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Theme: San Francisco Bay Area Wildflowers

Six Sure-Fire Wildflower Hikes

A Few More Wildflower Tips

Identifying the Mystery Plant

Wildflower and Plant Guides - Web and Electronic Resources


Other Features

Pigs, Pigs and More Pigs...

How Green is Your Gear?

Celebrate Earth Day 2000/California Trail Days and National Trails Day at Arastradero Preserve


Wild Lit

Note from the Literary Editor

Monte Bello - Devavani Chatterjea-Matthes

After a Measured Cup of Warming Brandy - Tim Bellows

Comings and Goings - Christopher Woods


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The Trail Companion

Spring 2000 - Summary

Spring 2000 - PDF format

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The Trail Companion (ISSN 1528-0241 (print); 1094-222X (online)) is the quarterly newsletter of the Trail Center.

Editor: Scott Heeschen
Staff Writer: Geoffrey Skinner
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The Trail Companion

Spring 2000

Theme: San Francisco Bay Area Wildflowers

Identifying the Mystery Plant
An Annotated Guide to Wildflower and Plant Guides for the Bay Area and Beyond

      ...continued

Reference

The rest of the books on the list are perhaps more useful as references than as field guides.

Keator, Glenn, PhD., Plants of the East Bay Parks, Mount Diablo Interpretive Association, Roberts Rinehart Publishers, Inc., Niwot, CO, 1994.
This book is nice because it covers trees, shrubs, and flowers, and because it provides more information about the plants than the other field guides. It's a bit bulky for trail use.


The two books below are floras, lists of the plants found in a particular area, rather than guides to plant identification. They include useful information on geology and geography, as well as descriptions of the plant communities.
Sharsmith, Helen K., Flora of the Mount Hamilton Range of California, California Native Plant Society, Berkeley, CA, 1982.
McClintock, Elizabeth, Paul Reeberg, and Walter Knight, A Flora of the San Bruno Mountains, California Native Plant Society, Sacramento, CA, 1990.

The next two books were Christmas presents, and I haven't had a real chance to use them:
Thomas, John Hunter, Flora of the Santa Cruz Mountains of California: A Manual of the Vascular Plants, Stanford University Press, Stanford, CA, 1961.
Nicely local, although well out-of-date for scientific names of plants (and also for some common names). Quirky organization, but generally useful, with information on geology, geography, plant communities, and an index of place names. Also small enough to toss in a daypack.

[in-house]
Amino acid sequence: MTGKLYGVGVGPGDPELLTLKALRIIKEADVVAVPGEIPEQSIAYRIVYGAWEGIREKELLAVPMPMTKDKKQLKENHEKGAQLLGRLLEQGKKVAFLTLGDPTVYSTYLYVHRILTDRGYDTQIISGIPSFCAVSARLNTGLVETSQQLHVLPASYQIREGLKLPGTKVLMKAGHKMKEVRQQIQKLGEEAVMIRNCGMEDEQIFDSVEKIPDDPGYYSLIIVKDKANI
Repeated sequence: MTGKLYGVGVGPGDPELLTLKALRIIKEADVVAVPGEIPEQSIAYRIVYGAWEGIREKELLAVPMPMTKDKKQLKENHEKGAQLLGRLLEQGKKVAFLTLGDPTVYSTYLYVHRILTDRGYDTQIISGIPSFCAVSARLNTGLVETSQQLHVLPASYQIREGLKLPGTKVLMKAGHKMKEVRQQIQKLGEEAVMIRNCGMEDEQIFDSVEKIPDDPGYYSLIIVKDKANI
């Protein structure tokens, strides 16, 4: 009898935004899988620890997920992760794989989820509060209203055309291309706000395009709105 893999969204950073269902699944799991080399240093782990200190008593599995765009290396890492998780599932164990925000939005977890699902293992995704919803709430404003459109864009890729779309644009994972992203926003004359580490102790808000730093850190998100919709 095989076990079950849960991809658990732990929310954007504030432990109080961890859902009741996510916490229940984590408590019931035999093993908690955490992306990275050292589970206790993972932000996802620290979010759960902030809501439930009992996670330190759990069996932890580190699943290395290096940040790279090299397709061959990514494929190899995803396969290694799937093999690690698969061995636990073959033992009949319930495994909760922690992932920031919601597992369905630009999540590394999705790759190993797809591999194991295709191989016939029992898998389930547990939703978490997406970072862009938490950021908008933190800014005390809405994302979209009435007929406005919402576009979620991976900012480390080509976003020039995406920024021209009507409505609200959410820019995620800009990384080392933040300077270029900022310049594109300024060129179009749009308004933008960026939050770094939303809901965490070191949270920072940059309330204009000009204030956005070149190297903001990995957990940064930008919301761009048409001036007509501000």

Hickman, James C., editor, The Jepson Manual: Higher Plants of California, University of California Press, Berkeley, Los Angeles, London, 1993.
This book is so big and comprehensive that it will intimidate the casual wildflower fan - it certainly scares me. It covers everything that is native or naturalized in California, from ferns to redwood trees, and from orchids to bunch grasses. Way too big to carry on the trail.

Finally, a couple of books about the natural history of California:
Bakker, Elna, An Island Called California: An Ecological Introduction to Its Natural Communities, University of California Press, Berkeley, Los Angeles, London, 1971.
This book is a classic. It takes you on a tour of the state, from the seashore to the mountains, and from the rivers to the deserts. Everyone who moves into California should be given a copy of this book at the border bug station.

Schoenherr, Allan A., A Natural History of California, University of California Press, Berkeley, Los Angeles, London, 1994.
I've used this book as a reference, to learn more about an area I was traveling to. More detailed, but not as readable as the Bakker book.




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Six Sure-Fire Wildflower Hikes
A Few More Flower Tips
Wildflower and Plant Guides - Web and Electronic Resources


     
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